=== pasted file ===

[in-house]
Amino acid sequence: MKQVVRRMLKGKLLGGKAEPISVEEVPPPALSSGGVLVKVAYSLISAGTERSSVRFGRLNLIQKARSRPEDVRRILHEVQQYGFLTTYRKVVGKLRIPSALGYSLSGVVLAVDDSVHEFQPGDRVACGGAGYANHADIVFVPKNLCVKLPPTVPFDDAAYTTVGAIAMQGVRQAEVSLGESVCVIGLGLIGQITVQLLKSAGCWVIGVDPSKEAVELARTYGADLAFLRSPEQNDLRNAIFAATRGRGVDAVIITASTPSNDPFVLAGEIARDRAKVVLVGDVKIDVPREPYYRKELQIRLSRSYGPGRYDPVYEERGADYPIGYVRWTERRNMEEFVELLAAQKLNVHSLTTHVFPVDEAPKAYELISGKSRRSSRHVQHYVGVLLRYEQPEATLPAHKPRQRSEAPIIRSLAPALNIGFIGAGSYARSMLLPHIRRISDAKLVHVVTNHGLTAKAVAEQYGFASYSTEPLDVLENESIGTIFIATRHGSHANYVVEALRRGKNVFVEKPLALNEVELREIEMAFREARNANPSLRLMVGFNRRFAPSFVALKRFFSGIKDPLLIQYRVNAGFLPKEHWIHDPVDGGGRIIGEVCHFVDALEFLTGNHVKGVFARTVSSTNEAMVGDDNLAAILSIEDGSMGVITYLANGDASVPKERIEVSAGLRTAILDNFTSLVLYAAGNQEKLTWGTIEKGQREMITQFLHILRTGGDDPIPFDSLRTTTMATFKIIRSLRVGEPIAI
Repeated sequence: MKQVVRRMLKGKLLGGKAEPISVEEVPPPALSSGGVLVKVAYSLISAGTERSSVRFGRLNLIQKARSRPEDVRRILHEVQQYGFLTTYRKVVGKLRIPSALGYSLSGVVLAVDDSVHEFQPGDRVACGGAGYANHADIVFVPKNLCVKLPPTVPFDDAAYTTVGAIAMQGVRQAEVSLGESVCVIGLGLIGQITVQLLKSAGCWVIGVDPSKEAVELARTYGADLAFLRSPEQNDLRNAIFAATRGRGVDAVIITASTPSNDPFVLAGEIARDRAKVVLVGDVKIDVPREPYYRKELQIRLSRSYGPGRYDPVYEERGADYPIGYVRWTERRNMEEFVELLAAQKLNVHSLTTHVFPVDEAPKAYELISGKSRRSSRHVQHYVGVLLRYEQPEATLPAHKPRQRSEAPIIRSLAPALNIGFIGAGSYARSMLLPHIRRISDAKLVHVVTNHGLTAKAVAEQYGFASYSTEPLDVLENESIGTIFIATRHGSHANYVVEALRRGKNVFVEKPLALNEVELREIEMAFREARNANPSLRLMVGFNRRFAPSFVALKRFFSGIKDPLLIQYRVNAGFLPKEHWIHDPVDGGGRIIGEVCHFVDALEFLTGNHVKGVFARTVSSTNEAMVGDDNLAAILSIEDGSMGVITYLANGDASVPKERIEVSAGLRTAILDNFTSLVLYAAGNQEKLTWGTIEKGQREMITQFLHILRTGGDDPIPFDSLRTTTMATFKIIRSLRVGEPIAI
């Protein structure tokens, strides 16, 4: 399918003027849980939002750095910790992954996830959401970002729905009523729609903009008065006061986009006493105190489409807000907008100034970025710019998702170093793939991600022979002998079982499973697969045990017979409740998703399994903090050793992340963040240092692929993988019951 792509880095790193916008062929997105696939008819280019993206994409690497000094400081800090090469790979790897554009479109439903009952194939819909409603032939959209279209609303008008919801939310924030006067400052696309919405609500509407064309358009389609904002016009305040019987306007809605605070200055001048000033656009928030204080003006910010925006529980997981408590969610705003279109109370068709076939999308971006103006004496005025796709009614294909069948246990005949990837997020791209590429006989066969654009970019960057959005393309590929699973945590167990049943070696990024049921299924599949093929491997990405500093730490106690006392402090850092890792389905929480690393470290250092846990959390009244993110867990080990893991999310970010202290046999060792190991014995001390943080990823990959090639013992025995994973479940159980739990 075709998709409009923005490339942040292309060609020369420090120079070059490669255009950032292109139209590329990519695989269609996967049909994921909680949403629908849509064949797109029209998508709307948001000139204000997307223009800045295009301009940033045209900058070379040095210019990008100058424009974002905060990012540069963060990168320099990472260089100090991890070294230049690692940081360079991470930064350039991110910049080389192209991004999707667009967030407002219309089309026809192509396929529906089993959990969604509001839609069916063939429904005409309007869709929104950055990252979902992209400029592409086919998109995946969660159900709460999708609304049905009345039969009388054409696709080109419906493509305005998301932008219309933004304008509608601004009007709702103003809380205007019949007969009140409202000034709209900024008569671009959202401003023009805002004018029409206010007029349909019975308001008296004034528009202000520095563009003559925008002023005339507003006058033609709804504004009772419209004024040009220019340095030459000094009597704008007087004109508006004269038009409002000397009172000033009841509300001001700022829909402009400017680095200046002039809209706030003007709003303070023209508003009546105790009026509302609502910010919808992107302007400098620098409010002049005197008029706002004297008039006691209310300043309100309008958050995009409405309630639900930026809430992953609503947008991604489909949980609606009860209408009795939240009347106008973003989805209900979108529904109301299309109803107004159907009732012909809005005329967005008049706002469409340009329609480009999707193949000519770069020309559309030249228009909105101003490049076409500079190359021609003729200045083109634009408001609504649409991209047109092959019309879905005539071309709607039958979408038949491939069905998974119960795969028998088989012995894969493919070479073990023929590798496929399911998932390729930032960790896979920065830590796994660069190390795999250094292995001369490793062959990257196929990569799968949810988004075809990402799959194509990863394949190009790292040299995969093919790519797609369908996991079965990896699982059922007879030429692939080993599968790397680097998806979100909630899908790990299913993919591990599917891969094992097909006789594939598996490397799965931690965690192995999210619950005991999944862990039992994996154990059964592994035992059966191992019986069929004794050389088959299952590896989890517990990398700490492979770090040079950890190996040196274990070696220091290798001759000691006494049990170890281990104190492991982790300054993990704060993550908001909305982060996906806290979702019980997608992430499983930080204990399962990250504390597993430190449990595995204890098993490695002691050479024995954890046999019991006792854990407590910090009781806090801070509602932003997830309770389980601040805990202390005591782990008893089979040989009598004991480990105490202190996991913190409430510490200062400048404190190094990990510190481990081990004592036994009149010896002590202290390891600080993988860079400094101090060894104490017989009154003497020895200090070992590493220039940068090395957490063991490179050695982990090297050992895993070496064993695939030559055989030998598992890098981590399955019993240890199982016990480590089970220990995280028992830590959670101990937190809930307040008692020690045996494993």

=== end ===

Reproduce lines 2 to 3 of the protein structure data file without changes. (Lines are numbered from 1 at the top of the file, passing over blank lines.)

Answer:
Amino acid sequence: MKQVVRRMLKGKLLGGKAEPISVEEVPPPALSSGGVLVKVAYSLISAGTERSSVRFGRLNLIQKARSRPEDVRRILHEVQQYGFLTTYRKVVGKLRIPSALGYSLSGVVLAVDDSVHEFQPGDRVACGGAGYANHADIVFVPKNLCVKLPPTVPFDDAAYTTVGAIAMQGVRQAEVSLGESVCVIGLGLIGQITVQLLKSAGCWVIGVDPSKEAVELARTYGADLAFLRSPEQNDLRNAIFAATRGRGVDAVIITASTPSNDPFVLAGEIARDRAKVVLVGDVKIDVPREPYYRKELQIRLSRSYGPGRYDPVYEERGADYPIGYVRWTERRNMEEFVELLAAQKLNVHSLTTHVFPVDEAPKAYELISGKSRRSSRHVQHYVGVLLRYEQPEATLPAHKPRQRSEAPIIRSLAPALNIGFIGAGSYARSMLLPHIRRISDAKLVHVVTNHGLTAKAVAEQYGFASYSTEPLDVLENESIGTIFIATRHGSHANYVVEALRRGKNVFVEKPLALNEVELREIEMAFREARNANPSLRLMVGFNRRFAPSFVALKRFFSGIKDPLLIQYRVNAGFLPKEHWIHDPVDGGGRIIGEVCHFVDALEFLTGNHVKGVFARTVSSTNEAMVGDDNLAAILSIEDGSMGVITYLANGDASVPKERIEVSAGLRTAILDNFTSLVLYAAGNQEKLTWGTIEKGQREMITQFLHILRTGGDDPIPFDSLRTTTMATFKIIRSLRVGEPIAI
Repeated sequence: MKQVVRRMLKGKLLGGKAEPISVEEVPPPALSSGGVLVKVAYSLISAGTERSSVRFGRLNLIQKARSRPEDVRRILHEVQQYGFLTTYRKVVGKLRIPSALGYSLSGVVLAVDDSVHEFQPGDRVACGGAGYANHADIVFVPKNLCVKLPPTVPFDDAAYTTVGAIAMQGVRQAEVSLGESVCVIGLGLIGQITVQLLKSAGCWVIGVDPSKEAVELARTYGADLAFLRSPEQNDLRNAIFAATRGRGVDAVIITASTPSNDPFVLAGEIARDRAKVVLVGDVKIDVPREPYYRKELQIRLSRSYGPGRYDPVYEERGADYPIGYVRWTERRNMEEFVELLAAQKLNVHSLTTHVFPVDEAPKAYELISGKSRRSSRHVQHYVGVLLRYEQPEATLPAHKPRQRSEAPIIRSLAPALNIGFIGAGSYARSMLLPHIRRISDAKLVHVVTNHGLTAKAVAEQYGFASYSTEPLDVLENESIGTIFIATRHGSHANYVVEALRRGKNVFVEKPLALNEVELREIEMAFREARNANPSLRLMVGFNRRFAPSFVALKRFFSGIKDPLLIQYRVNAGFLPKEHWIHDPVDGGGRIIGEVCHFVDALEFLTGNHVKGVFARTVSSTNEAMVGDDNLAAILSIEDGSMGVITYLANGDASVPKERIEVSAGLRTAILDNFTSLVLYAAGNQEKLTWGTIEKGQREMITQFLHILRTGGDDPIPFDSLRTTTMATFKIIRSLRVGEPIAI